Tacoma’s city manager confirmed Tuesday the 1890s Luzon Building in downtown Tacoma will be razed Saturday.
During City Council’s noon study session, City Manager Eric Anderson said the building has been enclosed by fencing and the Tacoma Fire Department confirmed the building has been vacated. The contractor began to mobilize on the site Tuesday. He also added an effort to save the Luzon had ended (see editor’s note below).
“Saturday is the day the building is scheduled to come down because there will be fewer people in the area,” said Anderson. “There are two issues. As we take the building down, we can’t have it collapse and have bricks and other materials hitting people. We also need to be careful about asbestos. It is friable and we have to make sure we don’t create a cloud. We’re trying to balance everything.”
The building should come down right now,” he added. “It’s very dangerous. It may collapse at any time. What we are doing is securing the site as best we can, and we want to take down in a controlled way as best we can.”
On Sept. 15, the City announced it would take emergency action to demolish the crumbling six-story, 119-year-old Luzon Building before the end of this month.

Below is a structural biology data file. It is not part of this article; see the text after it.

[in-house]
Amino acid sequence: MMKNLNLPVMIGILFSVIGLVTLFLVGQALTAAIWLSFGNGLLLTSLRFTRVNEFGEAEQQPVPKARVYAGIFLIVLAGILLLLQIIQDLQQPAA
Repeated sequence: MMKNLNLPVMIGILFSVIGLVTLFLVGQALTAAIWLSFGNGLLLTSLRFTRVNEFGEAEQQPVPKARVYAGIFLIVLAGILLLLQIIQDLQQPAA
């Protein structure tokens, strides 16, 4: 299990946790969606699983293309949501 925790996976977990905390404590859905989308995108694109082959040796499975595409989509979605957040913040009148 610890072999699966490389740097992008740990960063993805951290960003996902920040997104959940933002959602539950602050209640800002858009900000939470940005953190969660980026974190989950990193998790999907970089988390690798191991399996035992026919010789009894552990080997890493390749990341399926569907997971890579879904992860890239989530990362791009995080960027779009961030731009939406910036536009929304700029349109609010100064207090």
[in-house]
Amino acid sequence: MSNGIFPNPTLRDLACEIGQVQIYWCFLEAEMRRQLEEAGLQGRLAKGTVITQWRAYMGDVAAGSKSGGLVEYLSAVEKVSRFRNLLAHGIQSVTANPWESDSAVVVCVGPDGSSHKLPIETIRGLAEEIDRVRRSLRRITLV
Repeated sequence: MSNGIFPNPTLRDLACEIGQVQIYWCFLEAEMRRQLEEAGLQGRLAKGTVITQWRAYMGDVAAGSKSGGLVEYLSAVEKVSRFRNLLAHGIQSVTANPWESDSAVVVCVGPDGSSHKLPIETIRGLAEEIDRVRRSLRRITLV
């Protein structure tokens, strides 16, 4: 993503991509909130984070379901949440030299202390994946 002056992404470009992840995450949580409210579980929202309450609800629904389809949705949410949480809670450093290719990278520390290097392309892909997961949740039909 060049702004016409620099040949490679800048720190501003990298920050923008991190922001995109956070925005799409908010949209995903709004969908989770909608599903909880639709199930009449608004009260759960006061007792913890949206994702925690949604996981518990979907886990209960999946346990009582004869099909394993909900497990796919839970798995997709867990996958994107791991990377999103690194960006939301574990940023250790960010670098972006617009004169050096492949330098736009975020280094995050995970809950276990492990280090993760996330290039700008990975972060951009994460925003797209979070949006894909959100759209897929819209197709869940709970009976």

The City’s action aimed to address its concern the building, located at the corner of South 13th Street and Pacific Avenue, will suddenly collapse due to an outside engineering firm’s report of roof, floor, and wall deflection; separation of floor framing from exterior walls; broken girder beams; and missing columns. On Aug. 11, the City shut down South 13th Street between Pacific Avenue and Commerce Street — a perimeter around the building — citing the need for public safety.
The City is taking the action under Tacoma Municipal Code 2.01.060.I, known commonly as the “Dangerous Buildings Ordinance,” which gives the City the ability to vacate a building, barricade public sidewalks and streets, secure the building from unauthorized entry, and shore up or repair the building if it believes the structure is “an imminent danger” to public safety. According to the code, if these measures still don’t address public safety concerns, the building may be demolished at the owner’s expense.